In 1857 Avadh became part of British India. Kashmiri Pandits were among the first to take to study of English language and modern education. This opened up vast opportunities for them in the new administration. Any student who came out of the portals of canning college would get appointed as Deputy Collector, Munsif or sub-judge. The first Land settlement of Lucknow was carried out by the British soon after they took over Lucknow. Pt. Daya Nidhan Ganjoo was appointed as first Tehsildar. Kashmiri Pandits were quite upright. Pt. Har Sahay Bahadur was sub-judge in Farukhabad in 1878. One morning he had gone to see his superior judge, Saunders at his residence. The latter rebuked him for coming so early. Bahadur returned the compliment by giving him 3-4 slaps on his face. The sub-judge was dismissed by Lt. Governor. Bahadur filed a case against the government and went to Kashmir where Maharaja Pratap Singh made him a judge. Bahadur took the case to London Privy Council and won it. He also claimed damages. Pt. Jagat Narain Mulla resigned from council of ministers IN protest against Jallian Walla Bagh massacre.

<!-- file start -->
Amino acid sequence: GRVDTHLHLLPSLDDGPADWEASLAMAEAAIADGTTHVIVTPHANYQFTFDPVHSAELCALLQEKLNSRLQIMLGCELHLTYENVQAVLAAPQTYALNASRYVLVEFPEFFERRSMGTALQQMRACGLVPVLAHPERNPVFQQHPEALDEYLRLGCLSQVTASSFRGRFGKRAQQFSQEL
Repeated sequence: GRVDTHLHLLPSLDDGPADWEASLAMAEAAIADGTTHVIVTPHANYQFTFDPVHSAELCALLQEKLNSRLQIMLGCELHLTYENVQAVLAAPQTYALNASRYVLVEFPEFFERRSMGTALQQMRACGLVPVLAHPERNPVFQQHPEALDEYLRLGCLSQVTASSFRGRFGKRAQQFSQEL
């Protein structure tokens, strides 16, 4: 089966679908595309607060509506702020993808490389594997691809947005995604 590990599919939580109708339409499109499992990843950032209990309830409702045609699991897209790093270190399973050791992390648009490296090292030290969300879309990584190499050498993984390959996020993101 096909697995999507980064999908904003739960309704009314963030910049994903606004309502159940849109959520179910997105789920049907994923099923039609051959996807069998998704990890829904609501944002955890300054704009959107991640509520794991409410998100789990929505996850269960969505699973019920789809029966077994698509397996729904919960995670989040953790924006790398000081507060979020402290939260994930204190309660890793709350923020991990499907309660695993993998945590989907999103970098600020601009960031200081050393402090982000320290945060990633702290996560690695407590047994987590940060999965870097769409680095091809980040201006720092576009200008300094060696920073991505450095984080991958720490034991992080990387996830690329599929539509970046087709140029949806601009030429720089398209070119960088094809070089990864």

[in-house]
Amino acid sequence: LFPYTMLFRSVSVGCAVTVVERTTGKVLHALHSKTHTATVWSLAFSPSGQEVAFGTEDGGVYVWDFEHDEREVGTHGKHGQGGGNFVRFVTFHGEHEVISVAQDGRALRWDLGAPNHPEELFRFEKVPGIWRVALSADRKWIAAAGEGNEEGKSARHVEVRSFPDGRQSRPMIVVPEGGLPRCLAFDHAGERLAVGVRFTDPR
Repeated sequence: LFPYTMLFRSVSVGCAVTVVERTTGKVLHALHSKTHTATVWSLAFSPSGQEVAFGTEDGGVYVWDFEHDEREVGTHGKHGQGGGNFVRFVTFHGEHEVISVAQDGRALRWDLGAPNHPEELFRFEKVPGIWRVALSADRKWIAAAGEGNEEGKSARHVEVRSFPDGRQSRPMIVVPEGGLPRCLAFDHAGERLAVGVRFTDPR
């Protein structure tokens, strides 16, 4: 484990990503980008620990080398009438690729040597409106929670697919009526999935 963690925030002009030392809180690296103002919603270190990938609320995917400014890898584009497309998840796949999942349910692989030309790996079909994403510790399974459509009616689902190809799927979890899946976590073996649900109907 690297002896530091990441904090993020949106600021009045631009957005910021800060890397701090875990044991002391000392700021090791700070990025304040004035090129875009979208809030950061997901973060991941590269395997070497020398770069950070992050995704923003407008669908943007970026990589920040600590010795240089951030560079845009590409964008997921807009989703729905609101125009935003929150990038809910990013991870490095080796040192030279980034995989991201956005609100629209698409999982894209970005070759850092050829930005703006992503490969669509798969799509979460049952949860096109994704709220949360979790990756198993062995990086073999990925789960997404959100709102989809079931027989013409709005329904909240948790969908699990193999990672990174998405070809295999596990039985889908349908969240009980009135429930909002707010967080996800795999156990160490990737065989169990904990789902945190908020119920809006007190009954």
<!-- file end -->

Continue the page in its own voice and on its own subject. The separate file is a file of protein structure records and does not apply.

Many Kashmiri Pandits joined the national movement against the British. Dr. Atal was a member of Kotnis Medical Mission to China. Prithvi Nath Chakbast was a disciple of Gandhi, while Triloki Nath Chakbast was closer to Subash Bose.

In the field of culture Pt. Shiv Narain Bahar took lead by establishing the first club 'Jalsa-e-Tehzeeb'. He also launched 'Mursala-e-Kashmir' journal. Lucknow Kashmiri Pandits produced outstanding poets/men of literature - Ratan Nath Sarshar, Daya Shankar Kaul Naseem, Brij Narain Chakbast, Tribhuvan Nath Hijr. They attained global fame. Brij Krishan Kaul Bekhabar brought out two volume anthology on Kashmiri Pandit poets in Persian-Bahar-i-Gulshan Kashmir, which was published by Jagmohan Nath Raina Shauk and Sir Tej Bahadur Sapru. Rajnath Ragu, Ramchandra Narain, Yashodra Katju and Asha Tiku excelled in film world.

In medicine Dr. Shyam Nath Chak, who graduated from King George Medical College, Lucknow, broke records of all time. He was first cardiologist of India. The other well known medical practitioners from among Pandit community were - Dr. Tej Narain Bahadur and Dr. Hari Har Nath Hakku. Dr. Kishen Lal Nehru was Medical Supdt. of Lucknow Medical College.

Dr. Sharga has profiled the contribution of Lucknow Pandits after 1947.  This makes 'Lucknow Ke Kashmiri Pandit' a basic source material for any serious study of history of Kashmiri Pandits.

Source: Kashmir Sentinel